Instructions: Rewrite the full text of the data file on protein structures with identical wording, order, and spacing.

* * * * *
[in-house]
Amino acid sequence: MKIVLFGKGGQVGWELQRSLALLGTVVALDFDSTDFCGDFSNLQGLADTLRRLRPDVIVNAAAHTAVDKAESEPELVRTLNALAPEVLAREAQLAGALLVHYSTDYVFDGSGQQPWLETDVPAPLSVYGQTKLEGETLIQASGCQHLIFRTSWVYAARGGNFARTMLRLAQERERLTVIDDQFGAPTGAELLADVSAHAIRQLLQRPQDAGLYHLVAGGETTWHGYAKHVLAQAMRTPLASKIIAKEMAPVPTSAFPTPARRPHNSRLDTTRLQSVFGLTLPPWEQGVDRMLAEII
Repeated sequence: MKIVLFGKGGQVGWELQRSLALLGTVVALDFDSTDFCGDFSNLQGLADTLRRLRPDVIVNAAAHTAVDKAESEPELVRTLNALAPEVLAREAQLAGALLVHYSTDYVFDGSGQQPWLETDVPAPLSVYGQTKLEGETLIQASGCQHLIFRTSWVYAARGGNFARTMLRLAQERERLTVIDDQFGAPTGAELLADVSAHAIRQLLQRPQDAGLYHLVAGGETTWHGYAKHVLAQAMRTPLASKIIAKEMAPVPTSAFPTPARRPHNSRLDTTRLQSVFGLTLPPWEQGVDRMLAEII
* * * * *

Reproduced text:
[in-house]
Amino acid sequence: MKIVLFGKGGQVGWELQRSLALLGTVVALDFDSTDFCGDFSNLQGLADTLRRLRPDVIVNAAAHTAVDKAESEPELVRTLNALAPEVLAREAQLAGALLVHYSTDYVFDGSGQQPWLETDVPAPLSVYGQTKLEGETLIQASGCQHLIFRTSWVYAARGGNFARTMLRLAQERERLTVIDDQFGAPTGAELLADVSAHAIRQLLQRPQDAGLYHLVAGGETTWHGYAKHVLAQAMRTPLASKIIAKEMAPVPTSAFPTPARRPHNSRLDTTRLQSVFGLTLPPWEQGVDRMLAEII
Repeated sequence: MKIVLFGKGGQVGWELQRSLALLGTVVALDFDSTDFCGDFSNLQGLADTLRRLRPDVIVNAAAHTAVDKAESEPELVRTLNALAPEVLAREAQLAGALLVHYSTDYVFDGSGQQPWLETDVPAPLSVYGQTKLEGETLIQASGCQHLIFRTSWVYAARGGNFARTMLRLAQERERLTVIDDQFGAPTGAELLADVSAHAIRQLLQRPQDAGLYHLVAGGETTWHGYAKHVLAQAMRTPLASKIIAKEMAPVPTSAFPTPARRPHNSRLDTTRLQSVFGLTLPPWEQGVDRMLAEII